Above: Healthcare conference team.
The key challenge that healthcare enterprise leaders face is determining how to drive innovation while addressing problems of affordability, inefficiency and gaps in quality. This task is now complicated by strong economic headwinds that limit the resources available to attack these problems. Industry executives are also dealing with new sets of competitive and regulatory pressures on their efforts to drive business growth.
At Columbia Business School’s 5th Annual Healthcare Conference held in New York City on November 21, over 500 students, alumni and other professionals heard more than 40 speakers and panelists discuss these issues.
The featured healthcare leaders said they are embracing change to develop creative solutions to the industry’s growing problems and to provide attractive investment opportunities on a global basis. A career strategies panel of executive and corporate recruiters also presented their views on the skills and talents necessary for healthcare professionals to succeed in this dynamic environment. This was followed by a concluding career fair and networking reception with the conference’s 17 corporate sponsors.
Ed Ludwig ’75, chairman and CEO of BD (Becton, Dickinson), gave the opening keynote address. Ludwig said that a successful global healthcare company must use technology, scale, global reach and operational excellence to offer value-added products. These products should reduce costs, enhance the quality of patient care and generate sustainable earnings growth.
Following his remarks, four concurrent panels took place in the morning session on the topics of pharma and biotech, medical devices, diagnostics and payor/provider issues.
The pharma and biotech panel discussed the trend among companies to narrow their therapeutic priorities, focus on biologics, pursue licensing and target acquisitions and seek enhanced productivity and cost savings. Numerous early-stage biotechnology companies are turning to larger pharma and biotechnology firms to survive as they are unable to secure capital from the public market. Global medical device companies are seeking to introduce innovative and cost-effective products in a challenging regulatory and pricing/reimbursement environment and pursuing acquisitions and new markets to meet growth objectives. The consensus of the payor/ provider panel was that any healthcare reform in 2009 would likely be incremental due largely to economic and political headwinds, and that a key focus would be on information technology and expanding access to those without insurance coverage.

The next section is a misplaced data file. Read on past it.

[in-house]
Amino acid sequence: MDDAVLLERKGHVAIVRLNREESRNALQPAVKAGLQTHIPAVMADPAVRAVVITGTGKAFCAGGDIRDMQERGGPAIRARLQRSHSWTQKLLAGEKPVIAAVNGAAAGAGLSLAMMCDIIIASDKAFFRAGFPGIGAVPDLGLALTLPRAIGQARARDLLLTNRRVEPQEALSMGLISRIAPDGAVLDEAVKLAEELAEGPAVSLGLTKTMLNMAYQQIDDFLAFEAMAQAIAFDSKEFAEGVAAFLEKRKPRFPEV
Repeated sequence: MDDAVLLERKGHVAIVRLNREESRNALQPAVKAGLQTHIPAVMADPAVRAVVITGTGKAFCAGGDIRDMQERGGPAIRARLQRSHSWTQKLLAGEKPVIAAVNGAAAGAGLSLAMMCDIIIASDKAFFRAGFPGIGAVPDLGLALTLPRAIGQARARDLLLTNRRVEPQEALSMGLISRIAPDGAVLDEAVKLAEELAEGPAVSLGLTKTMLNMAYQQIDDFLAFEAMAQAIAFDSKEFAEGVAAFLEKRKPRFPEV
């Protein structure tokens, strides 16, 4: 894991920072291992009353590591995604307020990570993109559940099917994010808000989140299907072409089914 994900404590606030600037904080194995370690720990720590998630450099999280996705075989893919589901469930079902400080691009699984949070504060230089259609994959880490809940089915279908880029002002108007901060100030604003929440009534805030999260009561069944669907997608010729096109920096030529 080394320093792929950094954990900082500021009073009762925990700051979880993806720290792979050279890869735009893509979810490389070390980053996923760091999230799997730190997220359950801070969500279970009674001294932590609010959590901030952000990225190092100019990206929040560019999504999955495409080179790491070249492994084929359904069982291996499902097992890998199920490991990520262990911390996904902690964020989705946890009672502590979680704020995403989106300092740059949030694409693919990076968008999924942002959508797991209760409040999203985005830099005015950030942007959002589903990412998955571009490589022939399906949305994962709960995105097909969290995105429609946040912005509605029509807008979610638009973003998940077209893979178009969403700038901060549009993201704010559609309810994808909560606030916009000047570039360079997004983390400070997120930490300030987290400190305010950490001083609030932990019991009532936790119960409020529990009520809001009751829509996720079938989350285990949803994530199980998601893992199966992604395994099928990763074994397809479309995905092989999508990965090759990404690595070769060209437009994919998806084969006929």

Robert Essner, former Chairman and CEO of Wyeth Pharmaceuticals and now executive-in-residence at Columbia Business School, provided the lunchtime keynote speech. He suggested that although the pharma industry faces significant challenges, the combination of new drugs, biologics and vaccines in key areas of unmet need (e.g. Alzheimer’s, cancer, congestive heart failure) and the massive influx of informed baby boomers, who are demanding health solutions, provides favorable long-term growth prospects for innovative global pharmaceutical companies.
Three afternoon panels covered M&A, life science investments and emerging markets. It is anticipated that healthcare M&A will remain active across all sectors and that consolidation among Big Pharma companies appears inevitable. Early-stage life science companies and investors face a capital squeeze, which is threatening the viability of existing companies with lower levels of funds available for new investment. Emerging markets are an increasing focus for global pharmaceutical and medical device companies that are seeking new markets for their products.
The final panel of the day focused on the changing talent acquisition and development strategies of major healthcare enterprises. Panelists commented that successful leaders will need to have global and cross-functional experiences; that employees should be open to lateral moves that broaden their skills and experiences; and that healthcare companies considering new hires are seeking a broader “toolkit” of skills that reach beyond the traditional focus on healthcare backgrounds.
For more information about the conference and sponsors visit www.cbshealthcareconference.com.